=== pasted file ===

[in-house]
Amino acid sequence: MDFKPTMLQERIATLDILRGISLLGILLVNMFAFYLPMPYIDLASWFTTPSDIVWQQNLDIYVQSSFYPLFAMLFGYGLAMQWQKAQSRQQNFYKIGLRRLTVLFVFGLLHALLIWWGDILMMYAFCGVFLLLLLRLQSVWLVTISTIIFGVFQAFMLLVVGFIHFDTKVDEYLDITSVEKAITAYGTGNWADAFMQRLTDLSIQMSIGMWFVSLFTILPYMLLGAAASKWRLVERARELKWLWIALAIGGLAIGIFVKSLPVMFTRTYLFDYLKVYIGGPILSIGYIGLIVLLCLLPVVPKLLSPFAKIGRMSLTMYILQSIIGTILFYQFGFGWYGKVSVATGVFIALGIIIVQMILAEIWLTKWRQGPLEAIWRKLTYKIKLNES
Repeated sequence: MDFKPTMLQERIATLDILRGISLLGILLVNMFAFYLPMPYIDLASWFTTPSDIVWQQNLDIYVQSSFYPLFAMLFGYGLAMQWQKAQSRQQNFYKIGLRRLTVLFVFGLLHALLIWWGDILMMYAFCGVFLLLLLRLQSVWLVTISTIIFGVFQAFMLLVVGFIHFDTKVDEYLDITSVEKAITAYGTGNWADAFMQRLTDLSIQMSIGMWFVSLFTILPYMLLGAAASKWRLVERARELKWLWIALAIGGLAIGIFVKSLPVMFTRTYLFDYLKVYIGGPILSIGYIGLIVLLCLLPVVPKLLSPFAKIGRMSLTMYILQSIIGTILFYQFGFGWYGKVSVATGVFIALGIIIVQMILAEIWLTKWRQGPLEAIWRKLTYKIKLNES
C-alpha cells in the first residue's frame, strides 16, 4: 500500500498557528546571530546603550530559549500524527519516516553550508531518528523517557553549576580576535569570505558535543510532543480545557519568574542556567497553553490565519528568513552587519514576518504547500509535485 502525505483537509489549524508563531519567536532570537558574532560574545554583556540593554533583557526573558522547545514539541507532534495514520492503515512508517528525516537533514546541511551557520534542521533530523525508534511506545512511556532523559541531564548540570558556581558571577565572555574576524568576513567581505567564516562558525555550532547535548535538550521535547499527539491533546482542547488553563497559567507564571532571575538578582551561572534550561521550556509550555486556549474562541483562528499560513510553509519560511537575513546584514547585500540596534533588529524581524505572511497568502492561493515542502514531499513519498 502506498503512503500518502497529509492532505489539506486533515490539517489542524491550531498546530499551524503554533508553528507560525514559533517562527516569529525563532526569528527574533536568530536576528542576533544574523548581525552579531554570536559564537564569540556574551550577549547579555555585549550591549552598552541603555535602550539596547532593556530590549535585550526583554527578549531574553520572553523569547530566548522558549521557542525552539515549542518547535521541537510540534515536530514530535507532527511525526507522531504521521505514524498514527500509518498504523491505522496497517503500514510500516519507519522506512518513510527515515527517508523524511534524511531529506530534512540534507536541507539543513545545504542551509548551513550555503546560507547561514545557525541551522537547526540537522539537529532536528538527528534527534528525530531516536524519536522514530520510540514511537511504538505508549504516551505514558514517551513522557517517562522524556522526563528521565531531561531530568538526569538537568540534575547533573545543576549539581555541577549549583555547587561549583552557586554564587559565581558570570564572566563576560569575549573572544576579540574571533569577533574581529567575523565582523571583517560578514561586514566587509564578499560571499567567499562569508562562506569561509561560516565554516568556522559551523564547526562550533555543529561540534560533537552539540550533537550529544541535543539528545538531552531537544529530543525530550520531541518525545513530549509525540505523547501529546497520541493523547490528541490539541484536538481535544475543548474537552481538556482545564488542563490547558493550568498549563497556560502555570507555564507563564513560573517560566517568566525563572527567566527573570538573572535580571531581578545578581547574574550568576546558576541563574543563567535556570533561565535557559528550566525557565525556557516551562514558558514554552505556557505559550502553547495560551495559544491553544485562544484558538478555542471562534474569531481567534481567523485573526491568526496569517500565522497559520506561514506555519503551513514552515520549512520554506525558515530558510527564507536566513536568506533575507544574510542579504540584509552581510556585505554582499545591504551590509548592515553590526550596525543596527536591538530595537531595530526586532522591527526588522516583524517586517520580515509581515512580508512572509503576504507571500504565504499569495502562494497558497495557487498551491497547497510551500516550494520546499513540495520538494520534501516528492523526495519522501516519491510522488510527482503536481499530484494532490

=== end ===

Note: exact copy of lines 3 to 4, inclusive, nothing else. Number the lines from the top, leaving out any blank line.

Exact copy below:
Repeated sequence: MDFKPTMLQERIATLDILRGISLLGILLVNMFAFYLPMPYIDLASWFTTPSDIVWQQNLDIYVQSSFYPLFAMLFGYGLAMQWQKAQSRQQNFYKIGLRRLTVLFVFGLLHALLIWWGDILMMYAFCGVFLLLLLRLQSVWLVTISTIIFGVFQAFMLLVVGFIHFDTKVDEYLDITSVEKAITAYGTGNWADAFMQRLTDLSIQMSIGMWFVSLFTILPYMLLGAAASKWRLVERARELKWLWIALAIGGLAIGIFVKSLPVMFTRTYLFDYLKVYIGGPILSIGYIGLIVLLCLLPVVPKLLSPFAKIGRMSLTMYILQSIIGTILFYQFGFGWYGKVSVATGVFIALGIIIVQMILAEIWLTKWRQGPLEAIWRKLTYKIKLNES
C-alpha cells in the first residue's frame, strides 16, 4: 500500500498557528546571530546603550530559549500524527519516516553550508531518528523517557553549576580576535569570505558535543510532543480545557519568574542556567497553553490565519528568513552587519514576518504547500509535485 502525505483537509489549524508563531519567536532570537558574532560574545554583556540593554533583557526573558522547545514539541507532534495514520492503515512508517528525516537533514546541511551557520534542521533530523525508534511506545512511556532523559541531564548540570558556581558571577565572555574576524568576513567581505567564516562558525555550532547535548535538550521535547499527539491533546482542547488553563497559567507564571532571575538578582551561572534550561521550556509550555486556549474562541483562528499560513510553509519560511537575513546584514547585500540596534533588529524581524505572511497568502492561493515542502514531499513519498 502506498503512503500518502497529509492532505489539506486533515490539517489542524491550531498546530499551524503554533508553528507560525514559533517562527516569529525563532526569528527574533536568530536576528542576533544574523548581525552579531554570536559564537564569540556574551550577549547579555555585549550591549552598552541603555535602550539596547532593556530590549535585550526583554527578549531574553520572553523569547530566548522558549521557542525552539515549542518547535521541537510540534515536530514530535507532527511525526507522531504521521505514524498514527500509518498504523491505522496497517503500514510500516519507519522506512518513510527515515527517508523524511534524511531529506530534512540534507536541507539543513545545504542551509548551513550555503546560507547561514545557525541551522537547526540537522539537529532536528538527528534527534528525530531516536524519536522514530520510540514511537511504538505508549504516551505514558514517551513522557517517562522524556522526563528521565531531561531530568538526569538537568540534575547533573545543576549539581555541577549549583555547587561549583552557586554564587559565581558570570564572566563576560569575549573572544576579540574571533569577533574581529567575523565582523571583517560578514561586514566587509564578499560571499567567499562569508562562506569561509561560516565554516568556522559551523564547526562550533555543529561540534560533537552539540550533537550529544541535543539528545538531552531537544529530543525530550520531541518525545513530549509525540505523547501529546497520541493523547490528541490539541484536538481535544475543548474537552481538556482545564488542563490547558493550568498549563497556560502555570507555564507563564513560573517560566517568566525563572527567566527573570538573572535580571531581578545578581547574574550568576546558576541563574543563567535556570533561565535557559528550566525557565525556557516551562514558558514554552505556557505559550502553547495560551495559544491553544485562544484558538478555542471562534474569531481567534481567523485573526491568526496569517500565522497559520506561514506555519503551513514552515520549512520554506525558515530558510527564507536566513536568506533575507544574510542579504540584509552581510556585505554582499545591504551590509548592515553590526550596525543596527536591538530595537531595530526586532522591527526588522516583524517586517520580515509581515512580508512572509503576504507571500504565504499569495502562494497558497495557487498551491497547497510551500516550494520546499513540495520538494520534501516528492523526495519522501516519491510522488510527482503536481499530484494532490